Gary Sands, senior vice-president of the Canadian Federation of Independent Grocers, has written to Finance Minister Chrystia Freeland about the issue. He makes the point that the 2018 agreements that saw credit card companies lower the average interchange rate came before so much purchasing was driven online by the pandemic, and further reductions are needed.

“In the spirit of being in this together, Canadians would hope that the banks and card companies would have stepped up and voluntarily reduced their fees,” he wrote. “But that did not happen, and calls to do so have been met with a deafening silence.”

Every time a consumer pays with a credit card, the merchant pays a fee based on what’s known as the interchange rate, which is set by the credit card company. (CBC News)

Dan Kelly, president of the Canadian Federation of Independent Business (CFIB), said his organization is also lobbying the government “aggressively” with regard to online transaction fees.

There are several factors that help explain the seeming disconnect between the credit card companies’ deals with the federal government to lower the average interchange rate and the extra credit card costs many merchants say they’ve been incurring during the pandemic.

For starters, the new 1.4 per cent interchange rate target is an average. Different credit cards and different kinds of transactions for different goods and services carry different interchange fees. So, a merchant’s cost on a transaction depends in large part on what card a customer uses.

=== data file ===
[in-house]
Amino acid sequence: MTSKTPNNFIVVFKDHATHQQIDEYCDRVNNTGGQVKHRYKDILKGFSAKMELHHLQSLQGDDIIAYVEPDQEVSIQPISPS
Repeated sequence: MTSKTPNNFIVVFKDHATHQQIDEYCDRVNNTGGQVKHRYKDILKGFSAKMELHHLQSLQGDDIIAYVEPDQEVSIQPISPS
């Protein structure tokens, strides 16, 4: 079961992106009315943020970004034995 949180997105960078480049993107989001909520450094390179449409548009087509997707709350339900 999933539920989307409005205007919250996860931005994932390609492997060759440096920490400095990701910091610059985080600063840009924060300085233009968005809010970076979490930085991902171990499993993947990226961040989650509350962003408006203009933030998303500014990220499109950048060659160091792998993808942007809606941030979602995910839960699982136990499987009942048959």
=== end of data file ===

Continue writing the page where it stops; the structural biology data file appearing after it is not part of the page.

Critics take aim at Visa and MasterCard, but the fees merchants pay for credit card transactions are actually divided by a number of different financial services firms. The bank that issued the card gets a share, as does the payment processing company.

The ability of a business to negotiate lower merchant service fees and other costs associated with credit card transactions often depends on their size and sales numbers, which is why groups representing small- and medium-sized businesses want the federal government to get involved.

Credit card companies respond

In a statement to CBC News, Visa said its e-commerce rates for merchants “have never been lower,” and that it has fulfilled its commitment to charge an average rate of 1.4 per cent for both in-store and online transactions.